5 things to know about your remote workforce
The pandemic has forced many companies to force their staff to work from home. Now that the economy is opening up, companies are deciding whether or not to keep remote working arrangements. A PwC survey found that 55% of employees expect to continue working from home even after the pandemic has passed. When making the decision, employers should keep the following factors in mind.
1. Productivity can be better
Many companies wonder if employees who work from home are as productive as those who work at head office, in offices or elsewhere. At 2 years Great Place to Work study reported that most employees working remotely said they were at least or even more productive. It should be noted that productivity was influenced by employers’ support for their workers (ie feeling loved by their company).
2. Tax issues are getting very complex
If all employees live in the same state where the business is located, allowing remote working arrangements does not affect payroll and income taxes. However, if the employees live in a different state from that of the employer, taxes become more complicated. ADP has a detailed article explaining the complexity of this problem. Whether an employer is required to withhold income tax in another state depends on how long the employee has worked there, whether the arrangement is required by the employer or simply chosen by the employer. employee, and various state and local laws (there has been a temporary rule changes during COVID-19).
Having workers out of state can also affect other actions of a business, including:
- Registration as an out-of-state business.
- Pay state income taxes in multiple locations (employees can create a “connection” with another state).
3. The composition of workers may need to be broadened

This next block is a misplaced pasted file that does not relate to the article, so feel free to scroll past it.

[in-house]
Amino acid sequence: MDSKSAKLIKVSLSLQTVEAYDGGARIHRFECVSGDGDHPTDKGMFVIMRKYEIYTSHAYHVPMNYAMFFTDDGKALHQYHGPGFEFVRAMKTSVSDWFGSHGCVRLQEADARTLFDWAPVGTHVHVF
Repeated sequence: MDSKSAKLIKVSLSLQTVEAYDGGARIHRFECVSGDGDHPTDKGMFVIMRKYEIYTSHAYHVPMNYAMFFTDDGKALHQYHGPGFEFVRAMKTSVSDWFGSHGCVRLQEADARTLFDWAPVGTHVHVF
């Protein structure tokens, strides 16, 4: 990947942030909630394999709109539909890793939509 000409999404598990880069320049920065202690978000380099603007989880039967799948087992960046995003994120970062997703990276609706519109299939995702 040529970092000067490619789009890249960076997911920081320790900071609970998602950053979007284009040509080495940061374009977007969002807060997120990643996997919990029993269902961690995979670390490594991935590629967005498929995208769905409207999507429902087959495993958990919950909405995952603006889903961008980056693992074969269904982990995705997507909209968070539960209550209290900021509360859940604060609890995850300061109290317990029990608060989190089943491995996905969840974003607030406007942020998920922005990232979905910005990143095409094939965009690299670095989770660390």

Employers in all states (except Texas) are required to maintain workers’ compensation coverage for employees. This requirement is not removed simply because employees work from home. A remote work agreement raises 2 issues for workers compensation:
- If an employer needs coverage in more than one state. Usually, a claim depends on the condition in which the injury occurs. If the business is located in one state and the employee works from home in another state, the business may need coverage in both states (ie “Offshore Coverage”).
- Whether a homeworker’s injuries are covered. The Workers’ Commission covers liability for injuries sustained by an employee in his home if they are considered “arising out of and in the course of employment”.
4. OSHA is not a problem
If you allow or require your employees to work from home, you don’t have to worry about OSHA inspections. the DOL said its Occupational Safety and Health Administration (OSHA) does not have regulations regarding telecommuting in home offices. the agency issued a directive in 2000 stating that it would not inspect employees’ home offices, hold employers accountable for employees’ home offices, and expect employers to inspect their employees’ home offices.
5. Cyber security is a big concern
Protecting corporate data and systems from hacking, ransomware attacks, and other issues is important to all businesses. When employees work from home, there are potentially additional cybersecurity risks. Home offices may not have the same security protocols as corporate offices. For example, cybercriminals can use social media to access employee devices, potentially compromising company information.
Employers that allow remote work agreements to continue should adopt company data protection policies. This may include, for example, providing employees with devices to be used only for company business, educating them about security best practices, and helping them secure their networks.
It will not be easy for all small businesses to decide whether and to what extent to allow remote working arrangements. Many employees like this option and it can be an important way to attract and retain good workers in a tough job market. If you decide to allow employees to work from home some or all of the time, be sure to address various issues to protect yourself and your employees.